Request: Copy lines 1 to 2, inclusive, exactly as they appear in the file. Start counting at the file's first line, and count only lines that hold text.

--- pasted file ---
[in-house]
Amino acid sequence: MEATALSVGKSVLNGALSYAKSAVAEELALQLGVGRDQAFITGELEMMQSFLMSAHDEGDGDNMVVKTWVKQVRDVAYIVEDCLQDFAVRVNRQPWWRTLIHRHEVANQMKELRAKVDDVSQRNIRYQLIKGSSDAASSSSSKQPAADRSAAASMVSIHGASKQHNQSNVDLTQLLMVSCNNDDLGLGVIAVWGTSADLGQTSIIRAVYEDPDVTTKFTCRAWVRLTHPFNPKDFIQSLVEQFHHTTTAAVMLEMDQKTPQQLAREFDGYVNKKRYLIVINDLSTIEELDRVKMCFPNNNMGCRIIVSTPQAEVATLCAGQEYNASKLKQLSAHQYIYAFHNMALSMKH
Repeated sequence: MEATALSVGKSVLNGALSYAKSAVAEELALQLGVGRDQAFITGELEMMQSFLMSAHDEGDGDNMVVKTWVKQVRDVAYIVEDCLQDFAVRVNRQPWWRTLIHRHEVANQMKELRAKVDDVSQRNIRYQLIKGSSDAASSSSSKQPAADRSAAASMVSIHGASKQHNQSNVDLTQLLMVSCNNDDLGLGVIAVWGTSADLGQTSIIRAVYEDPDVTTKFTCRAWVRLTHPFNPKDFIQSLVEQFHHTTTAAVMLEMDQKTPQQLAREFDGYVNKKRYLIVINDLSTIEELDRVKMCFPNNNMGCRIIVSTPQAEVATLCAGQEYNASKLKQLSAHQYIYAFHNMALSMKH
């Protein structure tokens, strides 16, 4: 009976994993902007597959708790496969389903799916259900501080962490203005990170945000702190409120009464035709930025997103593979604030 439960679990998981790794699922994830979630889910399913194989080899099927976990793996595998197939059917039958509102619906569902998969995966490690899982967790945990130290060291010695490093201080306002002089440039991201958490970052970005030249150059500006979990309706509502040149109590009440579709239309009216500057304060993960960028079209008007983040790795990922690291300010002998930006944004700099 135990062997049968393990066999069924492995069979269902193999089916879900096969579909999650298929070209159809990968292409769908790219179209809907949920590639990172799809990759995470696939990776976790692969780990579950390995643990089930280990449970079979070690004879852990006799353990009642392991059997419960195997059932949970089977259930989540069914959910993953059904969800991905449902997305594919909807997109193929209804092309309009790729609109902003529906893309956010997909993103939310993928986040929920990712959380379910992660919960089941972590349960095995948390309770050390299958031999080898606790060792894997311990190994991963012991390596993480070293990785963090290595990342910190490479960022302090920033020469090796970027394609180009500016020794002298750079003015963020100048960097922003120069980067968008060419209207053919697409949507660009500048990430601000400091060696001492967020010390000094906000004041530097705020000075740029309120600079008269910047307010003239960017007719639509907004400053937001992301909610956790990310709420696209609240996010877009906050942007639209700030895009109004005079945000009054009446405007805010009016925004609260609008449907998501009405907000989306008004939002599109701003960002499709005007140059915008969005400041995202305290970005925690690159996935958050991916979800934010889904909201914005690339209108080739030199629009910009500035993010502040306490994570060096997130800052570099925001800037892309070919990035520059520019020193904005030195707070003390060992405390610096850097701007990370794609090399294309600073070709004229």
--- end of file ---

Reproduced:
[in-house]
Amino acid sequence: MEATALSVGKSVLNGALSYAKSAVAEELALQLGVGRDQAFITGELEMMQSFLMSAHDEGDGDNMVVKTWVKQVRDVAYIVEDCLQDFAVRVNRQPWWRTLIHRHEVANQMKELRAKVDDVSQRNIRYQLIKGSSDAASSSSSKQPAADRSAAASMVSIHGASKQHNQSNVDLTQLLMVSCNNDDLGLGVIAVWGTSADLGQTSIIRAVYEDPDVTTKFTCRAWVRLTHPFNPKDFIQSLVEQFHHTTTAAVMLEMDQKTPQQLAREFDGYVNKKRYLIVINDLSTIEELDRVKMCFPNNNMGCRIIVSTPQAEVATLCAGQEYNASKLKQLSAHQYIYAFHNMALSMKH